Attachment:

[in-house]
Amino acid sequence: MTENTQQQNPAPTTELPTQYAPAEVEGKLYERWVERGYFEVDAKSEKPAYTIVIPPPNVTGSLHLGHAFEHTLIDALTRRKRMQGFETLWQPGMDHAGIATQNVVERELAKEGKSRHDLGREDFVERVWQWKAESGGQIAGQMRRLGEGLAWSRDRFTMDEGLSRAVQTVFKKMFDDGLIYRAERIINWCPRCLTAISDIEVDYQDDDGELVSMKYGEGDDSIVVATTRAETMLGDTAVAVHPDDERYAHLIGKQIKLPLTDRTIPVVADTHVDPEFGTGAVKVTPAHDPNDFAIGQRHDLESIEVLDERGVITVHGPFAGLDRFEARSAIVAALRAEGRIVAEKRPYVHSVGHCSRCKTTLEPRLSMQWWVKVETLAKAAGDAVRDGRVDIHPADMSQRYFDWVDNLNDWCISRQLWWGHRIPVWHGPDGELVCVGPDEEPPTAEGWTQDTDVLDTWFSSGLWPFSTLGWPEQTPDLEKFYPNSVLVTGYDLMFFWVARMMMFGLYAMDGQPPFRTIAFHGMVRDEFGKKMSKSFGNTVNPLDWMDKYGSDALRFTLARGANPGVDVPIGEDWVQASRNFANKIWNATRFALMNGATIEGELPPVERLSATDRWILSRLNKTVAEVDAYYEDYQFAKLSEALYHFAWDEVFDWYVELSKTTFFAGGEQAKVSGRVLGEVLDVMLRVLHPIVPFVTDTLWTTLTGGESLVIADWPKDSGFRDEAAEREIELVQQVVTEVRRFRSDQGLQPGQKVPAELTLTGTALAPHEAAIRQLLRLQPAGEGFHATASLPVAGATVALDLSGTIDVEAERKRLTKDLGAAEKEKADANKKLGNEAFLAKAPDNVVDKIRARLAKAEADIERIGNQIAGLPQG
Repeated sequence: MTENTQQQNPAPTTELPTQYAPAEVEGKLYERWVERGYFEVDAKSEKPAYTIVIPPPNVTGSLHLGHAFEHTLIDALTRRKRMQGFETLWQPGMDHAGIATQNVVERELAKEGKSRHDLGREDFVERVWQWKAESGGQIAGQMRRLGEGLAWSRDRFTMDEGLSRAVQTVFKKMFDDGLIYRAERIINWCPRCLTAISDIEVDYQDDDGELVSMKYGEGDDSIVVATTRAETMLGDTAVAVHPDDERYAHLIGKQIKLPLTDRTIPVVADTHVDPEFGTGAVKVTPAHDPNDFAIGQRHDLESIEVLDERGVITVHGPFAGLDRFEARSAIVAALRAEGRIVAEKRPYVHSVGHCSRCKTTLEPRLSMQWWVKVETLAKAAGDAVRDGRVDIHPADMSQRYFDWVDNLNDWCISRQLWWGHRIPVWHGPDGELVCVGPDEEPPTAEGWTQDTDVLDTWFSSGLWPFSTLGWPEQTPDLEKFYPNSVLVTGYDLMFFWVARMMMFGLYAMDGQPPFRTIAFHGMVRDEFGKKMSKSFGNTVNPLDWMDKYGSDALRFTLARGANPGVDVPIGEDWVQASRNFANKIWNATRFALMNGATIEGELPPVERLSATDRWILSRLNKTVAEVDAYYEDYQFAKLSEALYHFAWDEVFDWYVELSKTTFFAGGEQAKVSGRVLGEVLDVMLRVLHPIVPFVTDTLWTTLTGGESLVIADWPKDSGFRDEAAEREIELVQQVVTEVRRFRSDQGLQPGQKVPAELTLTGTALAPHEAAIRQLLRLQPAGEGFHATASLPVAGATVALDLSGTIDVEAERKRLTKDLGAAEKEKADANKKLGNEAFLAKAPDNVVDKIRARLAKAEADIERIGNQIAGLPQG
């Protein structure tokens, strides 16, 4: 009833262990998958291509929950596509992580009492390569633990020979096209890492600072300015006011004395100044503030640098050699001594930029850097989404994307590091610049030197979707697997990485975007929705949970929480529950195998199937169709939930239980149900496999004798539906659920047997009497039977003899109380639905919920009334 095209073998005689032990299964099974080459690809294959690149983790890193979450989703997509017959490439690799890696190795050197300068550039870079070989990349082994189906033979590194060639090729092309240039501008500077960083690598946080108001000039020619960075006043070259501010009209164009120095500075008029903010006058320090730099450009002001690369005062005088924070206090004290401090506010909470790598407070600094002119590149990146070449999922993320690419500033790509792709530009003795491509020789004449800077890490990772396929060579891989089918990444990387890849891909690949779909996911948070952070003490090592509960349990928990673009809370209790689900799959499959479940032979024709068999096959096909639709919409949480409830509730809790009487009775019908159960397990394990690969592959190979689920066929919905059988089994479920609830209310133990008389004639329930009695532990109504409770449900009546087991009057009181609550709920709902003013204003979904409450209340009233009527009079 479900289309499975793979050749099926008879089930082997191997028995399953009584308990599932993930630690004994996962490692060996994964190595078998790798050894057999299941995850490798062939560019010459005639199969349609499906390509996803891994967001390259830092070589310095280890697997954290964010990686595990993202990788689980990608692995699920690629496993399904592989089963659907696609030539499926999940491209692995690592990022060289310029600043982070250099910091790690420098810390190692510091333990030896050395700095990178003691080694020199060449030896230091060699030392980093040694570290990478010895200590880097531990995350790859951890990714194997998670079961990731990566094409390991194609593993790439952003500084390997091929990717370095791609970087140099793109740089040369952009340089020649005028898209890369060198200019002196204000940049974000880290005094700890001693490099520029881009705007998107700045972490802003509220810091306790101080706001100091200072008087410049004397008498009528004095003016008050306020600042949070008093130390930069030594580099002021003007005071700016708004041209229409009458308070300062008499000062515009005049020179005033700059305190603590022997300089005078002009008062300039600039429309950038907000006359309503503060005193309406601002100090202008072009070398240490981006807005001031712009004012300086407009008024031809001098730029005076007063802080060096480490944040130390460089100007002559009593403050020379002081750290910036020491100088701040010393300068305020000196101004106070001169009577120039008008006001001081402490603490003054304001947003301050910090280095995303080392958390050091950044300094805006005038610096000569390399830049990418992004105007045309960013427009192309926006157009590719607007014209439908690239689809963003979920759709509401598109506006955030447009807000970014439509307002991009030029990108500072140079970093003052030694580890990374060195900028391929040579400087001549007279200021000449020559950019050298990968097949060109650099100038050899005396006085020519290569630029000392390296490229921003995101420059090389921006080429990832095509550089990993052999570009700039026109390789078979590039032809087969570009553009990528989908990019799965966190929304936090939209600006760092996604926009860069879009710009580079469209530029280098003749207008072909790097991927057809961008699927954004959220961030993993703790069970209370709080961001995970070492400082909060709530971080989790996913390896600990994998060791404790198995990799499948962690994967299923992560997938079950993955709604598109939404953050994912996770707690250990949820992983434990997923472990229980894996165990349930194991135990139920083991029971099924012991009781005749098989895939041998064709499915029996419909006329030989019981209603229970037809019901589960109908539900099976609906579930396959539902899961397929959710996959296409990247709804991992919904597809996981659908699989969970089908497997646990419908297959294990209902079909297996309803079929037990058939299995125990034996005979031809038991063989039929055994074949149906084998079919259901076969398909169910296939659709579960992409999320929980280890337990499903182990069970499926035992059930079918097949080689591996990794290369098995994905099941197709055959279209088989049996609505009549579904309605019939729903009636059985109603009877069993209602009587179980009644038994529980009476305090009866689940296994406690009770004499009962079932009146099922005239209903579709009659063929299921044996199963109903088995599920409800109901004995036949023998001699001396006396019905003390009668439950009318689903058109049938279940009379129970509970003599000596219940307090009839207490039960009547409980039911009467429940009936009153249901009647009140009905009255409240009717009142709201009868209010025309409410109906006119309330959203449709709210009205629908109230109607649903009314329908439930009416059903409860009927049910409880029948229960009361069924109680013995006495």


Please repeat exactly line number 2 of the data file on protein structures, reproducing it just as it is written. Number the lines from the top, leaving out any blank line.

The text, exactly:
Amino acid sequence: MTENTQQQNPAPTTELPTQYAPAEVEGKLYERWVERGYFEVDAKSEKPAYTIVIPPPNVTGSLHLGHAFEHTLIDALTRRKRMQGFETLWQPGMDHAGIATQNVVERELAKEGKSRHDLGREDFVERVWQWKAESGGQIAGQMRRLGEGLAWSRDRFTMDEGLSRAVQTVFKKMFDDGLIYRAERIINWCPRCLTAISDIEVDYQDDDGELVSMKYGEGDDSIVVATTRAETMLGDTAVAVHPDDERYAHLIGKQIKLPLTDRTIPVVADTHVDPEFGTGAVKVTPAHDPNDFAIGQRHDLESIEVLDERGVITVHGPFAGLDRFEARSAIVAALRAEGRIVAEKRPYVHSVGHCSRCKTTLEPRLSMQWWVKVETLAKAAGDAVRDGRVDIHPADMSQRYFDWVDNLNDWCISRQLWWGHRIPVWHGPDGELVCVGPDEEPPTAEGWTQDTDVLDTWFSSGLWPFSTLGWPEQTPDLEKFYPNSVLVTGYDLMFFWVARMMMFGLYAMDGQPPFRTIAFHGMVRDEFGKKMSKSFGNTVNPLDWMDKYGSDALRFTLARGANPGVDVPIGEDWVQASRNFANKIWNATRFALMNGATIEGELPPVERLSATDRWILSRLNKTVAEVDAYYEDYQFAKLSEALYHFAWDEVFDWYVELSKTTFFAGGEQAKVSGRVLGEVLDVMLRVLHPIVPFVTDTLWTTLTGGESLVIADWPKDSGFRDEAAEREIELVQQVVTEVRRFRSDQGLQPGQKVPAELTLTGTALAPHEAAIRQLLRLQPAGEGFHATASLPVAGATVALDLSGTIDVEAERKRLTKDLGAAEKEKADANKKLGNEAFLAKAPDNVVDKIRARLAKAEADIERIGNQIAGLPQG